Those expecting an expansion of the New York State Paid Family Leave Benefits Law (“PFL”) to permit employees to receive PFL benefits during a bereavement leave may be in a state of mourning, at least for now.
On December 28, 2018, New York Governor Andrew Cuomo vetoed a bill, which, if signed into law, would have permitted employees to use the paid leave benefits provided for in the PFL for the purpose of bereavement due to the death of a family member. As we previously reported, the bill, which the New York State Assembly passed in June 2018, would have permitted employees to request up to 12 weeks of PFL benefits to mourn the death of a “family member” as that term is broadly defined in the PFL.
In vetoing the bill, Governor Cuomo cited concern that including bereavement as a permissible reason to request PFL benefits would necessitate an increase in the amount of employee contributions needed to fund the cost of PFL benefits. Employers should be aware, however, that Governor Cuomo’s decision to veto this bill does not mean that paid bereavement benefits are dead and buried. Indeed, in a statement following his decision to veto the bill, Governor Cuomo stated that “[t]here may be ways to implement such a program without such a huge fiscal impact on workers.”
While the issue of whether employers must offer paid bereavement benefits has been put to rest for now, the legislature could possibly attempt to draft a similar bill that would allay Governor Cuomo’s concerns about increasing the cost of PFL contributions. Given that Governor Cuomo has not firmly opposed the idea of supporting legislation that would require paid bereavement benefits, employers should continue to monitor proposed and pending legislation in the event that another bill requiring such benefits makes its way to Governor Cuomo’s desk for his signature.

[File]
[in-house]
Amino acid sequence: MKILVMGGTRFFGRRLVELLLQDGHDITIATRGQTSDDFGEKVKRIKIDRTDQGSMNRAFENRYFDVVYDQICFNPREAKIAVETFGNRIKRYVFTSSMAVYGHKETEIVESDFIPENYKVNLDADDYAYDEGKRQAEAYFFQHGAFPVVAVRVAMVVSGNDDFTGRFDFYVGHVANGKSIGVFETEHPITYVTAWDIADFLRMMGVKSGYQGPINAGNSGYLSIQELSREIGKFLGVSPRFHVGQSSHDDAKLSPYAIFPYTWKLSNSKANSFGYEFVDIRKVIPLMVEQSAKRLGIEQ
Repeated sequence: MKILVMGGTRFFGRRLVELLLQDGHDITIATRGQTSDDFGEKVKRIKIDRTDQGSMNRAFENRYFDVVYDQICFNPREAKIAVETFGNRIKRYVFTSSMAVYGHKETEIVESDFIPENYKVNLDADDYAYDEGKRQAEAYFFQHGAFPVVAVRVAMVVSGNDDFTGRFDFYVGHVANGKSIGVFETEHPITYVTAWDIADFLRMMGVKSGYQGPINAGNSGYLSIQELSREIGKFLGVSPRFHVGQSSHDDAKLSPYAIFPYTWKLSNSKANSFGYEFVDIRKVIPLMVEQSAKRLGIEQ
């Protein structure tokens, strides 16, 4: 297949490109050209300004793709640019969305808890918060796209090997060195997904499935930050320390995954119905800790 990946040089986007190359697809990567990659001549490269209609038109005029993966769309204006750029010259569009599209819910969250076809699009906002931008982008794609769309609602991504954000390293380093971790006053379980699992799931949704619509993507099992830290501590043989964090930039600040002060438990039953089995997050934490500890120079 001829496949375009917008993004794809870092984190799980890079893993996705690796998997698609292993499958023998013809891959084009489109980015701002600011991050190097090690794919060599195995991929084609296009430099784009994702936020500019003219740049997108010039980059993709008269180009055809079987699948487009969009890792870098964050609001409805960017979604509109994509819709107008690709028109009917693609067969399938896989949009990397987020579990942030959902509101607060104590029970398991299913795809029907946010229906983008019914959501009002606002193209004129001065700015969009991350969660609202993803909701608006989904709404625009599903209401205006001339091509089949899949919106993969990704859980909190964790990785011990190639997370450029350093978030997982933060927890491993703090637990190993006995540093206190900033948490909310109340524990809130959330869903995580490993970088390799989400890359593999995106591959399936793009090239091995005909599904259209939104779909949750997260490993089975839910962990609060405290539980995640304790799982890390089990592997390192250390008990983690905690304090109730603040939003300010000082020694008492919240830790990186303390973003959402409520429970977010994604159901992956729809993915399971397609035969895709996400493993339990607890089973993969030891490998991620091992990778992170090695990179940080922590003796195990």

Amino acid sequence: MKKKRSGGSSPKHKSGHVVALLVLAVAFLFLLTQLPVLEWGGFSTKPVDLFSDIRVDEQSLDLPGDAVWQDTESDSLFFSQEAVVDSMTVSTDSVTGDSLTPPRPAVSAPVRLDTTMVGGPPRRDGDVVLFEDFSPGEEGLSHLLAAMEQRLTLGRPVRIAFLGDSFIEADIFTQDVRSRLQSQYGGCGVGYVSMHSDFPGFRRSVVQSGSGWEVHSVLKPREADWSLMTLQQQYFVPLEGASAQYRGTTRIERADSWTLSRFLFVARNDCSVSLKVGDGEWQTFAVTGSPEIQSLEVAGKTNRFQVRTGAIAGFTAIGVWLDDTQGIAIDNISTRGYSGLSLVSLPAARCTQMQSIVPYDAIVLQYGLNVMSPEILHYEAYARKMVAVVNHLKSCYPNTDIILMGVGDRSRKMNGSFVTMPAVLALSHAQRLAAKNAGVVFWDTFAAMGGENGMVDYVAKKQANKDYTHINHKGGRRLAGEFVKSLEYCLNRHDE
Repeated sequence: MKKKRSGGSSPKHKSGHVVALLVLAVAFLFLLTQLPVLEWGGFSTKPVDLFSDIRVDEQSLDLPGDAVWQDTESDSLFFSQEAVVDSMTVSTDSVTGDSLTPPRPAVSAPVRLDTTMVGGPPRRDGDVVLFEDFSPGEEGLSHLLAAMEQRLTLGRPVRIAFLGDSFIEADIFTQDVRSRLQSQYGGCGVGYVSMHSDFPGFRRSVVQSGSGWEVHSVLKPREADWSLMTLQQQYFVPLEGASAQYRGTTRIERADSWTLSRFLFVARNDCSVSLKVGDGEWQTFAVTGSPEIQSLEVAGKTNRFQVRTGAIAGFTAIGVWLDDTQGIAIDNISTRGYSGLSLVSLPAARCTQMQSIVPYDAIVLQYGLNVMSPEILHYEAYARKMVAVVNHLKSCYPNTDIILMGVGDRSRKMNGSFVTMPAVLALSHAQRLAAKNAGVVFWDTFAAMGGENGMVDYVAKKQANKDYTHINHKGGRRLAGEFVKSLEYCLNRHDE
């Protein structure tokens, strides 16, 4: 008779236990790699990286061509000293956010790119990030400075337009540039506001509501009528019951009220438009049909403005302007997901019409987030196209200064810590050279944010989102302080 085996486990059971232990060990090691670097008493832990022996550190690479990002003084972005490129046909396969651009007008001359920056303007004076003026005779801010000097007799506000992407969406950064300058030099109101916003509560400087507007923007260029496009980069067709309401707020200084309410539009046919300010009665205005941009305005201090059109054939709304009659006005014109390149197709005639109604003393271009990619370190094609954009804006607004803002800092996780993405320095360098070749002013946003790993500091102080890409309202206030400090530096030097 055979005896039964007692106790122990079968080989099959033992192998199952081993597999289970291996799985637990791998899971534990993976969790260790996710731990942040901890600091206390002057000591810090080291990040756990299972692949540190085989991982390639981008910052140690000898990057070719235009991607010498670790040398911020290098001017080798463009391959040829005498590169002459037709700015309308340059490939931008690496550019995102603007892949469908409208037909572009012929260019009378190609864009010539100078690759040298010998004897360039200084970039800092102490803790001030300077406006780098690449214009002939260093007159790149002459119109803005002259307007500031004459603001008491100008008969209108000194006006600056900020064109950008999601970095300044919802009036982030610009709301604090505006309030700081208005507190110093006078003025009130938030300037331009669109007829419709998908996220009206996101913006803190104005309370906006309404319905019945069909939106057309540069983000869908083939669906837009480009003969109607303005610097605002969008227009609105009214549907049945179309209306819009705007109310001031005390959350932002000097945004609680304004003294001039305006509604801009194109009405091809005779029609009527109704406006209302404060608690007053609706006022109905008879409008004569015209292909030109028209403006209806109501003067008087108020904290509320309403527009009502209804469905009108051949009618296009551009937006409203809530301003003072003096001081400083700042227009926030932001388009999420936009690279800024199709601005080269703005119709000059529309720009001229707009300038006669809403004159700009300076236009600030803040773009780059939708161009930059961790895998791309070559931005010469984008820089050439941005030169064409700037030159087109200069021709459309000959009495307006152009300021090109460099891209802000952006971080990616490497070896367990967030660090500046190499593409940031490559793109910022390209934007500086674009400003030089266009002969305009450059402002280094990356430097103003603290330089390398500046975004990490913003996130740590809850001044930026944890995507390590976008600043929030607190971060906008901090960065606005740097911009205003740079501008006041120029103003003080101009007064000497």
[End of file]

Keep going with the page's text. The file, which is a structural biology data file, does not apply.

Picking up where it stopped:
The foregoing has been prepared for the general information of clients and friends of the firm. It is not meant to provide legal advice with respect to any specific matter and should not be acted upon without professional counsel. If you have any questions or require any further information regarding these or other related matters, please contact your regular Nixon Peabody LLP representative. This material may be considered advertising under certain rules of professional conduct.
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